The curtain won’t rise on Missouri high school football again for six months, but already the 2018 recruiting class — next fall’s seniors — are receiving rave reviews.
“It’s one of the best in recent memory, if not the best ever,” second-year Tigers coach Barry Odom said. “It’s always important for us to recruit the state of Missouri, and the class of 2018 is obviously very critical for what we want to do.”
Odom’s staff understands there’s an unusually deep in-state well from which to pull this year, creating urgency to capitalize.
“It’s been awhile (since I’ve seen a class like this),” MU defensive coordinator and St. Louis native DeMontie Cross said. “I’m not tooting my own horn, but that year I came out — 1992 — I think we had 30 Division I guys. This year reminds me of that, where you just kind of go, ‘Whoa.’ ”
Missouri’s had its share of recruiting successes in Texas — landing impact players like Chase Daniel, Sean Weatherspoon and Danario Alexander — but in-state players remain the program’s lifeblood.
“The majority of our great players — the All-American type Justin Smith or Aldon Smith or Shane Ray or Jeremy Maclin guys — have been from the state of Missouri,” said Tigers associate head coach and wide receivers coach Andy Hill, who is the program’s primary recruiter in Kansas City. “You can’t always fly down to Texas or Florida and get a Jeremy Maclin or Chase Coffman. We’ve really got to battle here in our homeland to do that.”
That was true under Gary Pinkel and Larry Smith and Warren Powers and Dan Devine, but 2018 feels especially important for Odom.
Lee’s Summit North wide receiver Da’Ron Davis represents the Tigers’ entire in-state haul among a 25-player crop for 2017 that signed last Feb. 1.
Between 2002-16, Mizzou averaged more than seven in-state prospects, signing no fewer than five Missouri high school graduates in any single year — a figure that doesn’t even include players from Johnson County or the Illinois side of metropolitan St. Louis.
One player from within the Show-Me State borders simply won’t do in 2018.
“There are five or six, maybe upwards of 10, impact players over in St. Louis,” ESPN senior writer Jeremy Crabtree said. “(Mizzou) needs to send a signal that they are going to lock down the borders and keep those guys at home.”
No Missouri players were included in the 2017 ESPN 300, but four St. Louis players — Christian Brothers College’s Kamryn Babb (No. 117), Parkway North’s Michael Thompson (No. 213), Chaminade’s Trevor Trout (No. 236) and Pattonville’s Kaleb Eleby (No. 296) — are in the 2018 ESPN 300.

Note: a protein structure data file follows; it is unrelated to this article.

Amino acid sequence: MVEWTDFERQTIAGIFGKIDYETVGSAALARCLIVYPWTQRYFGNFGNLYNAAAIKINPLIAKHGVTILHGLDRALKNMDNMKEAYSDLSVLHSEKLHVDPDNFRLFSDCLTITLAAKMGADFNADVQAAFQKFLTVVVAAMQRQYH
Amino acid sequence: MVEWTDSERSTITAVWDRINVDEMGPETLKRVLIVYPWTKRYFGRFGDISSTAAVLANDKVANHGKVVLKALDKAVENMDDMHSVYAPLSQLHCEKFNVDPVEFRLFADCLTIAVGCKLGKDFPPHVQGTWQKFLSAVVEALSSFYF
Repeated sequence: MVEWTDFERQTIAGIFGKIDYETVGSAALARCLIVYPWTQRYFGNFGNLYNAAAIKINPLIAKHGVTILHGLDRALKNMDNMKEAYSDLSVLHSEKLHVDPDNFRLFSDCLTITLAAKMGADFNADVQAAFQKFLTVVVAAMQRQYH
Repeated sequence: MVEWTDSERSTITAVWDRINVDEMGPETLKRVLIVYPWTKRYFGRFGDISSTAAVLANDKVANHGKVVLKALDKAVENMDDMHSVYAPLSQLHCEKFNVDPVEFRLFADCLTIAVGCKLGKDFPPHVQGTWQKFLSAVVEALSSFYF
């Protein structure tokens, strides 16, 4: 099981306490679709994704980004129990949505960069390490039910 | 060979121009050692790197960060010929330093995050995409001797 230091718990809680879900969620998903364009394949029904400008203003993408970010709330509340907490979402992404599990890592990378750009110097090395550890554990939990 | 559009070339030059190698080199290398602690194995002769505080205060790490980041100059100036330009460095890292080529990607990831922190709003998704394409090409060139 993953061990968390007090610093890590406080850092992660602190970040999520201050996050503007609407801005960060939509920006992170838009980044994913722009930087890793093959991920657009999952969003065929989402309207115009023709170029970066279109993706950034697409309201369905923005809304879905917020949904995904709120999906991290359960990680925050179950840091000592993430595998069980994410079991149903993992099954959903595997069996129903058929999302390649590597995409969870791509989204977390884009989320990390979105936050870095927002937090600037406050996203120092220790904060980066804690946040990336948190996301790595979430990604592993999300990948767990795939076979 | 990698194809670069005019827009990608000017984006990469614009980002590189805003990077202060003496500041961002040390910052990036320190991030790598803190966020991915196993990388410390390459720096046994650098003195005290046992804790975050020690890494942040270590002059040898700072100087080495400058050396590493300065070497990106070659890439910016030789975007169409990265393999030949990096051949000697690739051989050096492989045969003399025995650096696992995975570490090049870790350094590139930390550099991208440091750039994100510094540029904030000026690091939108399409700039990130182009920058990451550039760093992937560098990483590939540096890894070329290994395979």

Various recruiting services also list Lee’s Summit West’s Mario Goodrich and Lutheran North’s Ronnie Perkins from St. Louis as four-star recruits for next season.
“It’s very important we do get all the guys in Missouri to come and stay Missouri Tigers,” Hill said. “It’s not that freaking hard to figure out. Missouri is the best school to go to.”
Odom’s oft-stated goal is to compete for championships, a goal that in some ways starts with landing a strong in-state haul for 2018.
“We don’t need to start anywhere but here in the state and secure the borders because we have enough talent in this 2018 class to really put Mizzou back in position to dominate the SEC East and get back to Atlanta as we all keep preaching,” Cross said. “These kids are talented, and we’ve got to make sure that we get them all, not just some of them.”
It will be a tall order, especially coming off a 4-8 season.
On the bright side, the Tigers finished with two wins in the final three games against bowl-eligible teams — Vanderbilt and Arkansas — and aren’t far removed from back-to-back SEC Championship Game appearances.
“We know that it’s not going to be an easy feat when you’ve got Alabama and Ohio State coming into your state and offering kids, but we’ve got to take care of home ...,” Cross said. “Those guys could be the foundation and the future of Missouri football for the next four or five years.”
Selling that vision is important during the next few months.
“It would be special if you could get those guys to play together, because of the chemistry that they already have,” Mizzou co-defensive coordinator and secondary coach Ryan Walters said. “It would be different if they all spread out. They would each probably have good individual careers, but if they all stuck together that could be a very special deal.”